JOSEPH'S BRETHREN VISIT EGYPT

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    [Genesis:42:1-38].

    Lesson No.: 
    37
    Class: 
    Junior
    Memory Verse: 

    "He hath not dealt with us after our sins" (Psalm 103:10).

    Notes: 

    Corn in Egypt
    The effects of the famine began to be felt in Hebron where Jacob and his eleven sons were living. They heard that there was corn for sale in Egypt, but Joseph's brothers made no effort to go there for food. Jacob finally asked why they just looked at one another; why they did not make an attempt to keep their families alive?
    It had been twenty years since Joseph had been sold into Egypt, but we know that his brothers had never forgotten their great sin. God would not let them forget. Perhaps that was the reason they hesitated to go for food: Egypt reminded them of their cruel treatment of poor Joseph.

    God has given every person a conscience to check him when he sins. Sometimes one becomes so hardened through his evil-doings that his conscience is seared and he does not feel God's reproof. It is a terrible thing to get to the place where God's Spirit stops dealing with a person and even tells his loved ones not to pray for him any more; but we know some men do go that far in rejecting God’s mercy ([1 Samuel:16:1]).

    Jacob had mourned all these twenty years over the loss of his favourite son Joseph, and in his grief had lavished his affection on Benjamin, his youngest son. Benjamin was now grown and had his own family, but still Jacob was fearful that if Benjamin went along to Egypt, something might happen to him.

    Dreams Fulfilled
    When the ten brothers came to Joseph to buy corn, they bowed low before him, hoping by their humility to gain favour with the governor of Egypt. How perfectly they were fulfilling the dreams that God had given Joseph many years before, although they did not realise it! They had said they would never bow before their younger brother, but here they were on their faces before him, begging his favour. God's Word will come to pass regardless of how hard man tries to fight against it. Man cannot change divine decrees.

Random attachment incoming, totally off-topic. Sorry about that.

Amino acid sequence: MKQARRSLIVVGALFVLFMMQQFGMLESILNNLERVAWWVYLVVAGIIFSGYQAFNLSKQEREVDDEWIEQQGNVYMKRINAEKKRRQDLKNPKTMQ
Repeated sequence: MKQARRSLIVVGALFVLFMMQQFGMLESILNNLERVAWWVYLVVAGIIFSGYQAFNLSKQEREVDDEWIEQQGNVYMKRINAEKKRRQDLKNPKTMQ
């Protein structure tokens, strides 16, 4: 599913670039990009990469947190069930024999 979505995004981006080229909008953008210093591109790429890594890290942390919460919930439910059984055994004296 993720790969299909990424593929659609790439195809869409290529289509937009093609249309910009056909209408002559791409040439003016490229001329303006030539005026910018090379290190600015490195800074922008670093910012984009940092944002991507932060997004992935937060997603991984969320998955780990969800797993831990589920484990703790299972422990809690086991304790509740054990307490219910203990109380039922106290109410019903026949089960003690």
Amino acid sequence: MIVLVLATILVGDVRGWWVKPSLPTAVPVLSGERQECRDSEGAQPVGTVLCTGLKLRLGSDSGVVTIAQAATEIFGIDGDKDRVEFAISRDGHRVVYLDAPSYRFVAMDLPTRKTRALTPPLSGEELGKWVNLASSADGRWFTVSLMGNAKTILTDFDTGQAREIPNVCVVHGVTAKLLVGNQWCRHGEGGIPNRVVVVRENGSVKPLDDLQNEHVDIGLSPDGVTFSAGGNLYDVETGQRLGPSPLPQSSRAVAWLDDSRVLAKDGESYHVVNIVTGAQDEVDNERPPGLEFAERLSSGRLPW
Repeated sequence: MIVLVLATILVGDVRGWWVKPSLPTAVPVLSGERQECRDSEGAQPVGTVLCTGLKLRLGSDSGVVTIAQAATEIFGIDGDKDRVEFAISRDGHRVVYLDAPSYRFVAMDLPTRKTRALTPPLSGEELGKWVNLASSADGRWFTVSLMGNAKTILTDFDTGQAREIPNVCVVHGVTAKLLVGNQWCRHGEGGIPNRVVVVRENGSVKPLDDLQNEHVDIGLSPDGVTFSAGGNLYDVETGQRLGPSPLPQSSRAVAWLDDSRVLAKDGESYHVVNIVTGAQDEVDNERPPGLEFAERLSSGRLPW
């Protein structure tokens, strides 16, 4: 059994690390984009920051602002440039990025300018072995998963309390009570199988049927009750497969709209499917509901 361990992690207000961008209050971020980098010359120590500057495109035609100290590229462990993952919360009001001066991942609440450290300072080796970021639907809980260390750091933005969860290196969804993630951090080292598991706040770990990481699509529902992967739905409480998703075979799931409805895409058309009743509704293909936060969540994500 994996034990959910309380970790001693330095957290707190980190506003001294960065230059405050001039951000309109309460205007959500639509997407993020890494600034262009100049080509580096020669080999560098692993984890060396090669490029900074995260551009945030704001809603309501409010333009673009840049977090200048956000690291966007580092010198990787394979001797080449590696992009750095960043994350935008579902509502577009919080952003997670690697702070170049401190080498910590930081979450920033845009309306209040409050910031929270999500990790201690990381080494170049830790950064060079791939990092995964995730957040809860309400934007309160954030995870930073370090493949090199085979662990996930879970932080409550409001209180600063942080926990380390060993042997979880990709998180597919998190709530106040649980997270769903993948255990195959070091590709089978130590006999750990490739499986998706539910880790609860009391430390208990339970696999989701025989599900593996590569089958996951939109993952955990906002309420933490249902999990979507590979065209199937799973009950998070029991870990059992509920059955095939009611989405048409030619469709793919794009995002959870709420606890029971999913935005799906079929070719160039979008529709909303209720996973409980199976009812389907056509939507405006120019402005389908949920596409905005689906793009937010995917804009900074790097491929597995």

Joseph must have been very happy to see his brothers again, but he pretended not to know them. They thought Joseph was a slave, or perhaps no longer was alive; so it is no wonder that they did not recognise the handsome ruler before them as their once-despised brother. Joseph bore no ill will to them for their harshness and cruelty to him, but he did want to make them think about their sins before he revealed himself to them. As he saw them on their knees before him he remembered the dreams he had dreamed as a boy, and could begin to see that the hand of God had guided his way.

    Joseph was eager to know about his father and Benjamin, but he did not want to reveal himself; so he accused his brothers of being spies, in order to learn all about his family. His heart must have beaten fast when they said of their brother, "One is not." They were talking of him, and no doubt he longed to say, "Here I am," but first they needed to be tried a little to see if they were really sorry for their sin.